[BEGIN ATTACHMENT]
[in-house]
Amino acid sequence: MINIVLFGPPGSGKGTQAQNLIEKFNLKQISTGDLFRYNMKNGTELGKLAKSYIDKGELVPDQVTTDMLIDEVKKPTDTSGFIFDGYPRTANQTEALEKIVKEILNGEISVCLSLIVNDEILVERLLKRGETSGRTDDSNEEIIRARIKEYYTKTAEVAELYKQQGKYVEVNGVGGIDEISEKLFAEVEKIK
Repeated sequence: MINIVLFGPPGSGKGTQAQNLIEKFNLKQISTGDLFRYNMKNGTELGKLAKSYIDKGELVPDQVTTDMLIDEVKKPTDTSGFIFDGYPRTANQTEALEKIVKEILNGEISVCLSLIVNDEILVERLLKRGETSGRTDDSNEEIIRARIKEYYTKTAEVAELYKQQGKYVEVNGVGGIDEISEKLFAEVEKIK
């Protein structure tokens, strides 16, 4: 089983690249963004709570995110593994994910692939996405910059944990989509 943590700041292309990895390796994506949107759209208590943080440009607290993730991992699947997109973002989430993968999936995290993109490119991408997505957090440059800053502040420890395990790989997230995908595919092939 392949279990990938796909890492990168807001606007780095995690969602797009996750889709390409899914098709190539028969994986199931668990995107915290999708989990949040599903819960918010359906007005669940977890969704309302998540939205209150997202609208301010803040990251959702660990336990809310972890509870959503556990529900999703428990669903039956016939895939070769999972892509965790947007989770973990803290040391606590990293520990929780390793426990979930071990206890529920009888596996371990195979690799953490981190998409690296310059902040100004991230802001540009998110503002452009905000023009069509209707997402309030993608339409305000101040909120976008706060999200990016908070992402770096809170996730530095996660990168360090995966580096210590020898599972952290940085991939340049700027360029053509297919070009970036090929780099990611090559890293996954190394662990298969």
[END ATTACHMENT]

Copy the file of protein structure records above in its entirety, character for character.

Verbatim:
[in-house]
Amino acid sequence: MINIVLFGPPGSGKGTQAQNLIEKFNLKQISTGDLFRYNMKNGTELGKLAKSYIDKGELVPDQVTTDMLIDEVKKPTDTSGFIFDGYPRTANQTEALEKIVKEILNGEISVCLSLIVNDEILVERLLKRGETSGRTDDSNEEIIRARIKEYYTKTAEVAELYKQQGKYVEVNGVGGIDEISEKLFAEVEKIK
Repeated sequence: MINIVLFGPPGSGKGTQAQNLIEKFNLKQISTGDLFRYNMKNGTELGKLAKSYIDKGELVPDQVTTDMLIDEVKKPTDTSGFIFDGYPRTANQTEALEKIVKEILNGEISVCLSLIVNDEILVERLLKRGETSGRTDDSNEEIIRARIKEYYTKTAEVAELYKQQGKYVEVNGVGGIDEISEKLFAEVEKIK
């Protein structure tokens, strides 16, 4: 089983690249963004709570995110593994994910692939996405910059944990989509 943590700041292309990895390796994506949107759209208590943080440009607290993730991992699947997109973002989430993968999936995290993109490119991408997505957090440059800053502040420890395990790989997230995908595919092939 392949279990990938796909890492990168807001606007780095995690969602797009996750889709390409899914098709190539028969994986199931668990995107915290999708989990949040599903819960918010359906007005669940977890969704309302998540939205209150997202609208301010803040990251959702660990336990809310972890509870959503556990529900999703428990669903039956016939895939070769999972892509965790947007989770973990803290040391606590990293520990929780390793426990979930071990206890529920009888596996371990195979690799953490981190998409690296310059902040100004991230802001540009998110503002452009905000023009069509209707997402309030993608339409305000101040909120976008706060999200990016908070992402770096809170996730530095996660990168360090995966580096210590020898599972952290940085991939340049700027360029053509297919070009970036090929780099990611090559890293996954190394662990298969």